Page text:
Six Ways to Protect Your Small Business from Fraud

Protect Your Small Business from Fraud

According to a 2020 survey from PriceWaterhouseCoopers, 47% of respondents had experienced fraud in the prior 24 months. Business fraud is a growing problem as criminals become smarter and more daring. While no business is ever 100% fraud-proof, you can build your defenses. Here are six steps your business can take to better protect itself from fraud.

Educate Your Employees

Many instances of business fraud happen when criminals take advantage of unsuspecting employees. One example is when they use phishing emails to obtain passwords and account information. Companies need to educate and train employees to be vigilant about fraud. You should teach your employees how to create secure passwords and safely store them.

In addition, employees should be alerted about new types of fraud for which they should be on the lookout. One way to do this is to regularly send your employees the latest guidance from the Federal Trade Commission about recent scams. Additionally, you should have regular training sessions so that employees always know how to handle sensitive and confidential company information. This training should be accompanied by clear corporate policies that put best practices into action. All it takes is one mistake by an employee to put your entire business at risk.

Purchase Insurance

Businesses can purchase insurance that will cover business fraud. There are several insurance policies that companies should consider. First, there is coverage for criminal acts of employees and others who steal from the business. This insurance can cover events such as:

  • Theft
  • Robbery
  • Computer fraud
  • Fraudulent and unauthorized transactions
  • Forgery

In addition, businesses should make sure they have coverage against identity theft. This may require a separate policy if it is not covered by the business fraud insurance. Given the sophistication with which criminals operate these days, you should carefully check all of your coverage to ensure that as many contingencies as possible are covered.

Scrutinize Potential Employees

Oftentimes, fraud happens from the inside. Employees can embezzle from a company or share sensitive information with others. Before hiring an employee, you should perform a background check to look for any instances of dishonesty or evidence that the employee can be a fraud risk. If the employee has responsibility for accounts or funds, this should be a more rigorous check. References and work history can only tell you so much about an employee. Background checks are an inexpensive way to prevent what could be a major problem in the future and could weed out potentially dishonest employees. In Texas, there are few legal limits on how an employer can use criminal history in employment decisions. Companies cannot be sued for discrimination if they do not offer a job to a candidate due to a criminal conviction. If a prospective employee has a criminal conviction in an area related to their employment, you should think twice about hiring them.

Invest in Cybersecurity

Hackers are becoming much more sophisticated, and they can penetrate many computer systems with ease. They can steal account data, customer information, and passwords. Companies have endured significant losses in data breaches, both through fines and lawsuits. Cybersecurity requires investment, both to find the necessary help and to build up your systems to make it much more difficult for hackers to access your data.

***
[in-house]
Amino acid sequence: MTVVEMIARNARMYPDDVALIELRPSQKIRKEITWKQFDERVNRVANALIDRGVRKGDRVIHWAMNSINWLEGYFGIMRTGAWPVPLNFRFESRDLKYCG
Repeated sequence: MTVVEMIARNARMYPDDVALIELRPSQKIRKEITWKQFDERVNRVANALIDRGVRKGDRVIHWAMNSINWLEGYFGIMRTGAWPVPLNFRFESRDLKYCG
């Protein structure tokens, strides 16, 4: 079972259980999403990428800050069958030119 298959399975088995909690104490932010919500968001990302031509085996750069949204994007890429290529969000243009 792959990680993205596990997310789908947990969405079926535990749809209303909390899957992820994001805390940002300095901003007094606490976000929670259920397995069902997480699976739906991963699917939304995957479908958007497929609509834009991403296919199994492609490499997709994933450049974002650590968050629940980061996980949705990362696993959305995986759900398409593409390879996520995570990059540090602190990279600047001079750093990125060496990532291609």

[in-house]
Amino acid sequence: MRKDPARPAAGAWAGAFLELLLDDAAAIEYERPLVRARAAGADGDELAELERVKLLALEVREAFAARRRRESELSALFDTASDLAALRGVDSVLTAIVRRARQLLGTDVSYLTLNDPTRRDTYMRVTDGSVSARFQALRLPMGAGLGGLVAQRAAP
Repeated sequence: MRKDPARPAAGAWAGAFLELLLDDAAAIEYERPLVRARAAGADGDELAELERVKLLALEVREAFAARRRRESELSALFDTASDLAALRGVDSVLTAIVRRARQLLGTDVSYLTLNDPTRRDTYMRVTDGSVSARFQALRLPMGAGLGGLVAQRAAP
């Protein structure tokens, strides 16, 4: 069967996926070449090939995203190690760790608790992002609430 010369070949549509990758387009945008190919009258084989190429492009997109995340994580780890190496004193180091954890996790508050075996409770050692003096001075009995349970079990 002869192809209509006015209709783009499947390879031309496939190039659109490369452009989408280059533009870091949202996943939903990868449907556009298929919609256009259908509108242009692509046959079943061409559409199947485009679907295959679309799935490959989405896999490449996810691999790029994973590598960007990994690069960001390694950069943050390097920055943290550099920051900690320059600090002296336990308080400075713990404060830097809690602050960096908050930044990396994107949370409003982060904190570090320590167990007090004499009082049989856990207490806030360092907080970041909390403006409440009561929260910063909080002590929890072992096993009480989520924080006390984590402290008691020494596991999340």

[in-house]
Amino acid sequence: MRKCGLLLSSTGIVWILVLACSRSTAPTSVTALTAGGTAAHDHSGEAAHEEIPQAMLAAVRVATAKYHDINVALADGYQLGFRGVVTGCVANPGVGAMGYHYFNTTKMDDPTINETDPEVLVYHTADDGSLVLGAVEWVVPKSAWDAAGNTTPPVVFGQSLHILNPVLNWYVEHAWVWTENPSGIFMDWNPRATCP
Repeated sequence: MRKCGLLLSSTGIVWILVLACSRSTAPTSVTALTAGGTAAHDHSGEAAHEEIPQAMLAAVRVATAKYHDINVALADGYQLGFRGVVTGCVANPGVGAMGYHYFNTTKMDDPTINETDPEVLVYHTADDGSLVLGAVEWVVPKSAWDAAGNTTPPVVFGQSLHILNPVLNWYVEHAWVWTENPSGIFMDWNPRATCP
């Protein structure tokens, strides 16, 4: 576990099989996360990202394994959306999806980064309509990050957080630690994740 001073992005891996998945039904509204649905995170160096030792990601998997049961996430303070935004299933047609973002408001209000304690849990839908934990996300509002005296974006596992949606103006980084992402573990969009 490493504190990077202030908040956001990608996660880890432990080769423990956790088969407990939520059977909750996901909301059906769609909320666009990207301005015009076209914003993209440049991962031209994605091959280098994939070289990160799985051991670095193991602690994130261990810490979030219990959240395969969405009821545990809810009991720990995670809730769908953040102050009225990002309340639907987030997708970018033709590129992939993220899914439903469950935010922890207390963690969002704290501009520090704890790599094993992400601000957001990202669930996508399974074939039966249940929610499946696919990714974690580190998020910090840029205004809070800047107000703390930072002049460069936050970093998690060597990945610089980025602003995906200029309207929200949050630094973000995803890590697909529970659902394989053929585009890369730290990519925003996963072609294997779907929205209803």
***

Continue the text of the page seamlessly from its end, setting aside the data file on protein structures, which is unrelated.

Cybersecurity also starts with training your employees. All it takes is one careless and easy-to-guess password to put your systems at risk. Your business should have employee password rules to ensure their passwords are difficult to decipher. In addition, you should have automatic file backups in case your computer system is shut down in a ransomware attack.

Tighten Your Entry Protocols

Fraudsters often do damage when they gain physical entry to a place of business. There could be records or passwords lying around that they are able to steal. Your business could likely benefit from tighter front-door entry protocols, such as a secure entry system and procedures that require visitors to sign in upon entry.

In addition, your business should also have policies that require employees to keep certain documents and records out of view and under lock and key. Your protocols should include mandating that some records should never be left out in the open.

In general, your business should try to reduce the amount of paper it uses for records. Having copies of documents floating around increases the risk that information will fall into the wrong hands. This includes paper checks and account records. Even though computer systems are at risk of being hacked, they are far safer than paper. Try to automate as much of your work processes as possible. Automation provides additional safeguards and ways to spot when something is wrong.

Build Your Audit Function

An internal audit helps keep track of what is happening in your business. Your company should conduct regular audits to test key functions. In addition, you should consider surprise checkups on certain critical areas of your business that could suffer the most from fraud. Work with experienced accountants and auditors to develop procedures for the best possible audit trail. Regular internal audits can catch fraudulent conduct shortly after it happens, in some cases even before it can damage your business. Make sure to vigorously test every possible vulnerable aspect of your business. It is far better to spend money on auditing than to lose even more as a result of preventable fraud.

To schedule a consultation, contact us today. The fraud attorneys at Feldman & Feldman can work for you to protect your best interests.